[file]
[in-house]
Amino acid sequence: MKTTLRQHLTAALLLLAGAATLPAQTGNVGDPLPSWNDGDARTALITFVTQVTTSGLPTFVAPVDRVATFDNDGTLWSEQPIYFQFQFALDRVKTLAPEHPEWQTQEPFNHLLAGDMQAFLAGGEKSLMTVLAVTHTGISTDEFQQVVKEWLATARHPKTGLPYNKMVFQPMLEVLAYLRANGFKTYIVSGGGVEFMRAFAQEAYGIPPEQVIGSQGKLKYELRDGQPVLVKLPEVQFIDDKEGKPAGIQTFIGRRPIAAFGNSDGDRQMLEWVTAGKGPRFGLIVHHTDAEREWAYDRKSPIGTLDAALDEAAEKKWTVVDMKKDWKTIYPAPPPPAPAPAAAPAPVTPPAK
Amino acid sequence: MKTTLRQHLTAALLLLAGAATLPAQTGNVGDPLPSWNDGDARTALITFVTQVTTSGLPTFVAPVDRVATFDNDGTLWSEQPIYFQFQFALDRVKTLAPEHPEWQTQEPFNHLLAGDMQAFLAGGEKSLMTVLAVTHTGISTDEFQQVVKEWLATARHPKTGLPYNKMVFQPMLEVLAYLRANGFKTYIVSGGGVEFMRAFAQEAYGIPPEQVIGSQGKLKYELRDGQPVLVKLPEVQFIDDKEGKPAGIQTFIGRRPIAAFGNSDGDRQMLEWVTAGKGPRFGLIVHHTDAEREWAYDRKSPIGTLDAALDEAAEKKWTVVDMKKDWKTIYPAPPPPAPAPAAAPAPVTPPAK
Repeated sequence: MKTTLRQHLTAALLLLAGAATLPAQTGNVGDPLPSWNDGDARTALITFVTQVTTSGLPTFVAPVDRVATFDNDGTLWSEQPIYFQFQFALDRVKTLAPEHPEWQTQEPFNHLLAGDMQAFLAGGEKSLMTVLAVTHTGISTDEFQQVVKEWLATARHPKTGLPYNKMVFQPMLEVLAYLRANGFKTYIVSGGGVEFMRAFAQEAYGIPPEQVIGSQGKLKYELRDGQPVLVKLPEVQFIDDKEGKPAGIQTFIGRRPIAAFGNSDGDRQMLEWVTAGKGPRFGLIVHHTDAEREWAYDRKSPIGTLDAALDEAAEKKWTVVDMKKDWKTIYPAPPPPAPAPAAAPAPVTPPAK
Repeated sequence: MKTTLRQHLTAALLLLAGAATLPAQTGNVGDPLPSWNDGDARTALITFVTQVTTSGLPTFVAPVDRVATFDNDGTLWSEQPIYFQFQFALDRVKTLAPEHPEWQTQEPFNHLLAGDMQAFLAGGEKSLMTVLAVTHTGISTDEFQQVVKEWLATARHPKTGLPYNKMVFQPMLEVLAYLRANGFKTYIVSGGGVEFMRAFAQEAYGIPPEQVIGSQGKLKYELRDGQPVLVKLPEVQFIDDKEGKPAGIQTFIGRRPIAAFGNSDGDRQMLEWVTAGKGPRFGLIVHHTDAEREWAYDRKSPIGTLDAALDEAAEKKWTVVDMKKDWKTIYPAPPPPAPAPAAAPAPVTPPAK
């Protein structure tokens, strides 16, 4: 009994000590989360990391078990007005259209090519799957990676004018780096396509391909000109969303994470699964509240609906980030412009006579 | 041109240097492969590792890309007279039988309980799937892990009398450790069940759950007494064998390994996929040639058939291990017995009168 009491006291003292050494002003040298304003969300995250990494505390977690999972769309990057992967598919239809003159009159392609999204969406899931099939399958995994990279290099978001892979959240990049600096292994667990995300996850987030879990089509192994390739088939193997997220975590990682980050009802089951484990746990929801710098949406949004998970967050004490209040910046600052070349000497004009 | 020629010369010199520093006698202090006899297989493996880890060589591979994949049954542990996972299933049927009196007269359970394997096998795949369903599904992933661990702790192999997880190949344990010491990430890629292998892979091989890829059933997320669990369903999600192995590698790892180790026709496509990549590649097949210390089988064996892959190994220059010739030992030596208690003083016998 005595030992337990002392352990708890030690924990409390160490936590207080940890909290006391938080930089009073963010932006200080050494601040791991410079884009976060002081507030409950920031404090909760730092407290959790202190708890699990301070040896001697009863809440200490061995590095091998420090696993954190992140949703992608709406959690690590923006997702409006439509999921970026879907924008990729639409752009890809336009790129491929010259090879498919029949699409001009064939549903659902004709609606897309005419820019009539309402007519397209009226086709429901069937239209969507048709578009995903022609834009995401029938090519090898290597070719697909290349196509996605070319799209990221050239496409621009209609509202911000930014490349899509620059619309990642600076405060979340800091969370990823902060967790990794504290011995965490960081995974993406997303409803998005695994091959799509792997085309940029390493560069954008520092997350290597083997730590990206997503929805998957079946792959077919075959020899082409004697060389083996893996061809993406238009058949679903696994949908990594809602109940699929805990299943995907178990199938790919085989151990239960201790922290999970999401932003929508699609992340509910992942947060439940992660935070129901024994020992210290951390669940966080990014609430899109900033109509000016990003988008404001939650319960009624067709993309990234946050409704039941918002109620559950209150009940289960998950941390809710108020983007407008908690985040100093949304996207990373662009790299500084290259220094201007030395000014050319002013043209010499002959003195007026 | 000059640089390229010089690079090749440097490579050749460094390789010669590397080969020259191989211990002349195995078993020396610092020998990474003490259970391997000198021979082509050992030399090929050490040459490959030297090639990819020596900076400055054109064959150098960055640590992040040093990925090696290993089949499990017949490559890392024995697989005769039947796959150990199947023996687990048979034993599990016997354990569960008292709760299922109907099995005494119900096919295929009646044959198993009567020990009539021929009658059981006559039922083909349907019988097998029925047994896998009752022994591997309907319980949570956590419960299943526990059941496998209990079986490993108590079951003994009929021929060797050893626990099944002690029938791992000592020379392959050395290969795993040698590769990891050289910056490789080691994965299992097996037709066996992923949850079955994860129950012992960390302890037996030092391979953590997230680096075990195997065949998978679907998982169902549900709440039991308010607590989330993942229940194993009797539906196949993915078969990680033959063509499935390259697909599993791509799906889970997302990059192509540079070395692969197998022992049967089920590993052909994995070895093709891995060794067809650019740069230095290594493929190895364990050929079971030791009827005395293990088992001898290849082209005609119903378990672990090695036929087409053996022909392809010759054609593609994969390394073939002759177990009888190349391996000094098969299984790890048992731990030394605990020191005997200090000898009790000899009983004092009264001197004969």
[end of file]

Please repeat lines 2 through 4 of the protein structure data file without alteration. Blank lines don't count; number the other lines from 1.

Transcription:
Amino acid sequence: MKTTLRQHLTAALLLLAGAATLPAQTGNVGDPLPSWNDGDARTALITFVTQVTTSGLPTFVAPVDRVATFDNDGTLWSEQPIYFQFQFALDRVKTLAPEHPEWQTQEPFNHLLAGDMQAFLAGGEKSLMTVLAVTHTGISTDEFQQVVKEWLATARHPKTGLPYNKMVFQPMLEVLAYLRANGFKTYIVSGGGVEFMRAFAQEAYGIPPEQVIGSQGKLKYELRDGQPVLVKLPEVQFIDDKEGKPAGIQTFIGRRPIAAFGNSDGDRQMLEWVTAGKGPRFGLIVHHTDAEREWAYDRKSPIGTLDAALDEAAEKKWTVVDMKKDWKTIYPAPPPPAPAPAAAPAPVTPPAK
Amino acid sequence: MKTTLRQHLTAALLLLAGAATLPAQTGNVGDPLPSWNDGDARTALITFVTQVTTSGLPTFVAPVDRVATFDNDGTLWSEQPIYFQFQFALDRVKTLAPEHPEWQTQEPFNHLLAGDMQAFLAGGEKSLMTVLAVTHTGISTDEFQQVVKEWLATARHPKTGLPYNKMVFQPMLEVLAYLRANGFKTYIVSGGGVEFMRAFAQEAYGIPPEQVIGSQGKLKYELRDGQPVLVKLPEVQFIDDKEGKPAGIQTFIGRRPIAAFGNSDGDRQMLEWVTAGKGPRFGLIVHHTDAEREWAYDRKSPIGTLDAALDEAAEKKWTVVDMKKDWKTIYPAPPPPAPAPAAAPAPVTPPAK
Repeated sequence: MKTTLRQHLTAALLLLAGAATLPAQTGNVGDPLPSWNDGDARTALITFVTQVTTSGLPTFVAPVDRVATFDNDGTLWSEQPIYFQFQFALDRVKTLAPEHPEWQTQEPFNHLLAGDMQAFLAGGEKSLMTVLAVTHTGISTDEFQQVVKEWLATARHPKTGLPYNKMVFQPMLEVLAYLRANGFKTYIVSGGGVEFMRAFAQEAYGIPPEQVIGSQGKLKYELRDGQPVLVKLPEVQFIDDKEGKPAGIQTFIGRRPIAAFGNSDGDRQMLEWVTAGKGPRFGLIVHHTDAEREWAYDRKSPIGTLDAALDEAAEKKWTVVDMKKDWKTIYPAPPPPAPAPAAAPAPVTPPAK